Heart palpitations refer to a condition characterised by irregular heartbeats and fluttering or pounding of the heart, which can occur sporadically or frequently. Heart palpitations feel that the heart is beating too fast in comparison to its regular rate. They usually are harmless and often go away on their own. Most of the time, they are caused by stress and anxiety or because of excess caffeine, nicotine, or alcohol intake.
Apart from above mentioned direct causes, gastroesophageal reflux disease (GERD), or, the long-term and frequent occurrence of acid reflux, can also be one of the causes.
Gastroesophageal disease, or GERD, is a chronic disorder affecting the upper gastrointestinal tract. It occurs when stomach acid or bile seeps into the food pipe and irritates the lining. Acid reflux and heartburn more than twice a week are indicative of GERD. One of the common signs and symptoms is burning pain in the chest that usually occurs after eating and worsens when lying down.
GERD and acid reflux are not the same things. GERD is a digestive system disease that involves chronic symptoms of acid reflux.
GERD and heart palpitations are two conditions that cross paths in various clinical practices. According to a recent study (ref. link), people with GERD possess a high possibility of developing heart-related problems. Although the mechanism is yet unknown, there is some evidence through limited observational studies (ref. link) that report that acid reflux can be one of the heart palpitations causes. Acid reflux causes irritations to the oesophagal mucosa, which leads to inflammation, and plays an essential role in the mechanism pathway that would result in heart palpitations. Acid stimulation of the oesophagus increases vagal afferent traffic and plays a role in the onset of heart palpitations (ref. link), even in the absence of heart disease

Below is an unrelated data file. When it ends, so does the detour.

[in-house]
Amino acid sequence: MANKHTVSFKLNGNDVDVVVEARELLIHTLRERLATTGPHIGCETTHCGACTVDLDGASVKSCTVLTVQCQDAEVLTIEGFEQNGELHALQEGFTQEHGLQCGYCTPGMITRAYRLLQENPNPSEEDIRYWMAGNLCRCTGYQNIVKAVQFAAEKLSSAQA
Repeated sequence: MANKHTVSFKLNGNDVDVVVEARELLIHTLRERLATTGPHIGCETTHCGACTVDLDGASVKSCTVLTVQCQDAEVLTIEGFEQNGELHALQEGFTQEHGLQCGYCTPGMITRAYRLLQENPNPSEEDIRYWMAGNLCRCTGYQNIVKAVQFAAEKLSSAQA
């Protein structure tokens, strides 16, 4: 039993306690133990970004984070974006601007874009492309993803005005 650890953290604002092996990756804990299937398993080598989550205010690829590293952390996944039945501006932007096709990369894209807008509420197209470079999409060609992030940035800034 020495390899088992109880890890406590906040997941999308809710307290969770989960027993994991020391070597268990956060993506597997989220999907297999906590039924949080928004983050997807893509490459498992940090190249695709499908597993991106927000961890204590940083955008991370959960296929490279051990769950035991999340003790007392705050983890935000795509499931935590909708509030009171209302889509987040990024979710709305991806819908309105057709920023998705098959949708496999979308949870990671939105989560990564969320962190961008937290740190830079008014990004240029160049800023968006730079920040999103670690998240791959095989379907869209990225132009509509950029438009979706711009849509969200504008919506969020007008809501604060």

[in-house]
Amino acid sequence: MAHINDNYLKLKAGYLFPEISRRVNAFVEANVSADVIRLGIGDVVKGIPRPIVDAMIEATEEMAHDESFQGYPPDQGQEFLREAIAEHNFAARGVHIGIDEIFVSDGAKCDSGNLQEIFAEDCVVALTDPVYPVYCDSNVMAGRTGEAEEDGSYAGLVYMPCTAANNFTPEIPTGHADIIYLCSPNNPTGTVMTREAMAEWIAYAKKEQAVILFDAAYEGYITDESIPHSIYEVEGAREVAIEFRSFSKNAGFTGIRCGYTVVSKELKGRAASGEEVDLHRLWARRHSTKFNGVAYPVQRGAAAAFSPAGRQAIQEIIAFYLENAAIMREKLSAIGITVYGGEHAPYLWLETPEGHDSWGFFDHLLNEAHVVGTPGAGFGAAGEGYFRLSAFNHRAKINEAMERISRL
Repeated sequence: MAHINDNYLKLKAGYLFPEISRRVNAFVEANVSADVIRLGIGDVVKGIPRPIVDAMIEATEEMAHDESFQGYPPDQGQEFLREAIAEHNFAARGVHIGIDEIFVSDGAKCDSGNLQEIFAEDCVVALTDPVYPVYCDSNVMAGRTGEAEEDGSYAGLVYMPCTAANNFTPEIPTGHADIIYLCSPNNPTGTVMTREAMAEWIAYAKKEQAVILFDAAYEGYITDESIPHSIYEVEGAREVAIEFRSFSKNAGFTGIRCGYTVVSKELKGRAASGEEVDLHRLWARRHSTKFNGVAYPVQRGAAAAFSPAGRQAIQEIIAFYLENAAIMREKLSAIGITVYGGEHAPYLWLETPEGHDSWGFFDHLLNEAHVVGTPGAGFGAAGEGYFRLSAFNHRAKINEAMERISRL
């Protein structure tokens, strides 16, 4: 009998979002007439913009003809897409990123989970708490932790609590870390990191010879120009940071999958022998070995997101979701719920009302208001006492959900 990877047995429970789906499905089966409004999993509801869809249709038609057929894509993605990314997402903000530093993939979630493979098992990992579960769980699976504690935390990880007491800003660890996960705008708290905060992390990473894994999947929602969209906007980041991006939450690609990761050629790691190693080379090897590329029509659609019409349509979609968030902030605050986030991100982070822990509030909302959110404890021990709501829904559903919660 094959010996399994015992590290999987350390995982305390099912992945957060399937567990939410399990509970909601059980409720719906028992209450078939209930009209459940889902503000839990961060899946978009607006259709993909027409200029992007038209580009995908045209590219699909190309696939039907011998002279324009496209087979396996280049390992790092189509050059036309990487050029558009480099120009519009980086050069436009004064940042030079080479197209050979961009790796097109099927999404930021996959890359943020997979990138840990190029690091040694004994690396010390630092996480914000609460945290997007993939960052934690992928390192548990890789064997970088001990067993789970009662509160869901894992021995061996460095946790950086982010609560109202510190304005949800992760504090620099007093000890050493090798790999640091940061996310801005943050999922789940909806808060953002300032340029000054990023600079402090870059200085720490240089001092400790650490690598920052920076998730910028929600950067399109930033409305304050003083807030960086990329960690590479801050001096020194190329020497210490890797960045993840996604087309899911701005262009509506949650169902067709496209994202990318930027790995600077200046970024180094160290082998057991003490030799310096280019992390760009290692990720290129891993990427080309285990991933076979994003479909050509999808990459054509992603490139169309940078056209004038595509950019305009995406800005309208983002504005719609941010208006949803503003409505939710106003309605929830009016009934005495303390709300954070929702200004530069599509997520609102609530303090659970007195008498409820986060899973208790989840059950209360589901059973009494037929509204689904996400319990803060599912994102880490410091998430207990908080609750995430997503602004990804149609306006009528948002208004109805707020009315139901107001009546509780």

GERD can be linked to the following risk factors:
Managing your acid reflux symptoms requires a combination of appropriate medication and lifestyle changes. Following a holistic approach can control your GERD and symptoms and prevent the condition from snowballing into heart palpitations.
By eating smaller meals, your stomach will be partially full and hence, will produce far less stomach acid. This, in turn, reduces gastric pressure. A large meal size combined with a high-calorie intake is tacitly linked to increased oesophagal acid levels and abdominal distention in people with GERD. A very full stomach also puts pressure on the valve between your stomach and the lower oesophagal sphincter (LES) (ref. link). This allows more gastric acid to flow from the stomach into the oesophagus. Take six small meals rather than the usual three meals a day.
When you eat, chemical messengers in the stomach (ref. link) signal the brain that food is there. When the stomach is full, the brain responds with sensations of fullness. However, those signals can take a few minutes to reach the brain. By eating quickly, you overeat and overfill the stomach before the messenger signals reach the brain. Eat slowly so that your brain can catch up with your stomach and tell you when it is full.
Avoid late-night snacking if you have GERD. When you lie flat soon after eating, gravity forces the food inside your stomach closer to the LES (ref. link). If you overeat, the pressure against the LES increases even further. Avoid eating or drinking at least two hours before your bedtime. If you have severe GERD symptoms, stop four hours beforehand.